> > [4,] 4 8 12
> >
> >
> > For each element a[i,j] in "fun", sum the 1st order (Rook's) neighbors:
> >
> > a[i1,j]
> >
> > a[i+1,j]
> >
> > a[i,j1]
> >
> > a[i,j+1]
> >
> > Then divide by the number of elements included as neighbors this
> > number depends on the location of a[i,j] in the matrix.
> >
> >
> > Insert the product of the neighbor calculation for each a[i,j] into the
> > corresponding position b[i,j] in an empty matrix with the same
> > dimensions as "fun".
> >
> >
> > For example, element [2,2] in "fun" should yield element [2,2] in a new
> > matrix equal to 24/4=6. Of course, element [1,1] in the new matrix
> > should be the product of only two numbers.
> >
> >
> > Thanks
> >
> > J. Mills
> >
> > [[alternative HTML version deleted]]
> >
> > ______________________________________________
> > [hidden email] mailing list
> > https://stat.ethz.ch/mailman/listinfo/rhelp> > PLEASE do read the posting guide! http://www.Rproject.org/postingguide.html> >
>
______________________________________________
[hidden email] mailing list
https://stat.ethz.ch/mailman/listinfo/rhelpPLEASE do read the posting guide! http://www.Rproject.org/postingguide.html


There was an error in the function f  it only worked correctly if
order was 1. Here it is with that fixed. The function f is the
only thing changed from my last post. It makes use of the
fact that sum(x) == n and sum(x*x) == n*n only occur when
one element of x is n and the rest are 0.
root3 < function(x, order = 1) {
f < function(x,y) {
z < abs(as.numeric(x)  as.numeric(y))
(sum(z) == order) & (sum(z*z) == order * order)
}
inner < function(a,b,f)
apply(b,1,function(x)apply(a,1,function(y)f(x,y)))
Root < function(x) {
n < length(dim(x))
dd < sapply(as.data.frame.table(x)[,n1], as.numeric)
structure(inner(dd, dd, f) %*% c(x), .Dim = dim(x))
}
Root(x) / Root(1+0*x)
}
# tests
m < matrix(1:24, 6) # 2d
root3(m)
mm < array(1:24, 2:4) # 3d
root3(mm)
On 2/17/06, Gabor Grothendieck < [hidden email]> wrote:
> Thought about this some more and here is a solution that
> works with 2d and 3d (and higher dimensions).
>
> inner is a generalized inner product similar to a function
> I have posted previously and f(x,y) is an inner product such
> that f(x,y) is TRUE if abs(x  y) == order (after converting
> both x and y to numeric) and FALSE otherwise. Root then
> uses as.data.frame.table to turn the array into data frames
> with the last column having
> the data and the other columns representing the indexes.
> We then perform the inner product and use the resulting
> matrix to multiply c(x) which is the input strung out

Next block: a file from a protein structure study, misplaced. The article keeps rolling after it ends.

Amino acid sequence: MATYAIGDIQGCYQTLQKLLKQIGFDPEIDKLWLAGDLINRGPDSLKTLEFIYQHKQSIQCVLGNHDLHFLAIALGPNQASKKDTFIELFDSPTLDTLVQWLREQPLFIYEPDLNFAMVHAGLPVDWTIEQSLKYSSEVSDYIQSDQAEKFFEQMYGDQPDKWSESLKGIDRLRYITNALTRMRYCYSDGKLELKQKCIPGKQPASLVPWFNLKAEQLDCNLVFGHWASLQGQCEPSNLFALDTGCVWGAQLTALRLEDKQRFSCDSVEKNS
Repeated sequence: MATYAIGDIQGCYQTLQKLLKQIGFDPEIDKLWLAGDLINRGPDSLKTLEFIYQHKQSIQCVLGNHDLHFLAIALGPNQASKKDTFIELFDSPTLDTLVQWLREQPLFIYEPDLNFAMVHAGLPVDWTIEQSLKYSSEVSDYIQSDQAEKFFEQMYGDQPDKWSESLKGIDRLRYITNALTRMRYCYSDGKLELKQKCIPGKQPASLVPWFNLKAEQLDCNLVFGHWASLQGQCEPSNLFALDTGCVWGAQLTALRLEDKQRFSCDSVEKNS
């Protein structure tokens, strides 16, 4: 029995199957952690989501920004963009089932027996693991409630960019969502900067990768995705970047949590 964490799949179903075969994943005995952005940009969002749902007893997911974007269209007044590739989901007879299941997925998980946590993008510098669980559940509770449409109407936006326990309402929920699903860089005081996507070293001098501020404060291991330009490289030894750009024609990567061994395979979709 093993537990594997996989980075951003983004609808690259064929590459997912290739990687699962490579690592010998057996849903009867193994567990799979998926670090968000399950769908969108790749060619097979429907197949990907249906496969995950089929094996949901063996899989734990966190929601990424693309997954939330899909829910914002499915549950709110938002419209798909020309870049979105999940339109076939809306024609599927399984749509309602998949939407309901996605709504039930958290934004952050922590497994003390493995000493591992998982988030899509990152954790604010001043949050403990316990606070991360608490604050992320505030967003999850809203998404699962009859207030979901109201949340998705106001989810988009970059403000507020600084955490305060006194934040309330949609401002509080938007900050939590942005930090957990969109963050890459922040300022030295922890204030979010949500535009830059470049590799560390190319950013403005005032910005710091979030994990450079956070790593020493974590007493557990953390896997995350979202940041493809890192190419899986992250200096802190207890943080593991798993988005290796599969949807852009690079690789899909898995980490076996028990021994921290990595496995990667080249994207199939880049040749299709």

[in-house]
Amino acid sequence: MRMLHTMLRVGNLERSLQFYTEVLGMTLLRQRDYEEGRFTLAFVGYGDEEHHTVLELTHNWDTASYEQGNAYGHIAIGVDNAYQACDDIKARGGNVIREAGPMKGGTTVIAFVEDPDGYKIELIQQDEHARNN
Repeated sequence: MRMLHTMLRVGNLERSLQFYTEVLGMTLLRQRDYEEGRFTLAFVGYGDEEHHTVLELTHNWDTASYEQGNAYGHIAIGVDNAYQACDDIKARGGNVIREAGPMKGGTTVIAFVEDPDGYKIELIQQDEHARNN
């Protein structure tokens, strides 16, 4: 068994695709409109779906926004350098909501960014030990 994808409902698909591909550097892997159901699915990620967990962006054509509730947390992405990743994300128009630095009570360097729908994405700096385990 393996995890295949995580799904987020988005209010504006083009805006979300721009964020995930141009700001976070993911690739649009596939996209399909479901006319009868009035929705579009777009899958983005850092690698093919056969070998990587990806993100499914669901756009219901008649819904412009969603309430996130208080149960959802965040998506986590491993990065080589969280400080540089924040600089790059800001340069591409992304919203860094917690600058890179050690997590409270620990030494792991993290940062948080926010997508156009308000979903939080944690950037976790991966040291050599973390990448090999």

> into a vector reshaping it back into the same shape as x.
> Finally we divide each cell by the number of surrounding
> cells.
>
> root3 < function(x, order = 1) {
> f < function(x,y) sum(abs(as.numeric(x)  as.numeric(y))) == order
> inner < function(a,b,f)
> apply(b,1,function(x)apply(a,1,function(y)f(x,y)))
>
> Root < function(x) {
> n < length(dim(x))
> dd < sapply(as.data.frame.table(x)[,n1], as.numeric)
> structure(inner(dd, dd, f) %*% c(x), .Dim = dim(x))
> }
> Root(x) / Root(1+0*x)
> }
>
> # tests
> m < matrix(1:24, 6) # 2d
> root3(m)
> mm < array(1:24, 2:4) # 3d
> root3(mm)
>
>
> On 2/17/06, Gabor Grothendieck < [hidden email]> wrote:
> > For 2d here is a solution based on zoo. It turns the matrix into
> > a time series and lags it forwards and backwards and does the
> > same for its transpose in order to avoid index machinations.
> > The function is called rook2 and it first defines three local
> > functions, one that converts NAs to zero, one that does
> > a lag using na.pad = TRUE and one to invoke Lag and
> > add up the lags:
> >
> > library(zoo)
> > rook2 < function(x, i = 1) {
> > na2zero < function(x) ifelse(is.na(x), 0, x)
> > Lag < function(x, i) na2zero(lag(zoo(x), i, na.pad = TRUE))
> > Rook < function(x, i) Lag(x, i) + Lag(x, i) + t(Lag(t(x), i) +
> > Lag(t(x), i))
> > Rook(x, i) / Rook(1+0*x, i)
> > }
> >
> > # test
> > m < matrix(1:24, 6)
> > rook2(m)
> >
> >
> > On 2/17/06, Mills, Jason < [hidden email]> wrote:
> > >
> > > How do you specify matrix location a[i,j] (or a[i1,j], etc.) in a "for"
> > > loop?
> > >
> > > I am looking for a flexible method of indexing neighbors over a series
> > > of lags (1,2,3...) and I may wish to extend this method to 3D arrays.
> > >
> > >
> > > Example:
> > >
> > > Data matrix
> > > > fun
> > > [,1] [,2] [,3]
> > > [1,] 1 5 9
> > > [2,] 2 6 10
> > > [3,] 3 7 11
> > > [4,] 4 8 12
> > >
> > >
> > > For each element a[i,j] in "fun", sum the 1st order (Rook's) neighbors:
> > >
> > > a[i1,j]
> > >
> > > a[i+1,j]
> > >
> > > a[i,j1]
> > >
> > > a[i,j+1]
> > >
> > > Then divide by the number of elements included as neighbors this
> > > number depends on the location of a[i,j] in the matrix.
> > >
> > >
> > > Insert the product of the neighbor calculation for each a[i,j] into the
> > > corresponding position b[i,j] in an empty matrix with the same
> > > dimensions as "fun".
> > >
> > >
> > > For example, element [2,2] in "fun" should yield element [2,2] in a new
> > > matrix equal to 24/4=6. Of course, element [1,1] in the new matrix
> > > should be the product of only two numbers.
> > >
> > >
> > > Thanks
> > >
> > > J. Mills
> > >
> > > [[alternative HTML version deleted]]
> > >
> > > ______________________________________________
> > > [hidden email] mailing list
> > > https://stat.ethz.ch/mailman/listinfo/rhelp> > > PLEASE do read the posting guide! http://www.Rproject.org/postingguide.html> > >
> >
>
______________________________________________
[hidden email] mailing list
https://stat.ethz.ch/mailman/listinfo/rhelpPLEASE do read the posting guide! http://www.Rproject.org/postingguide.html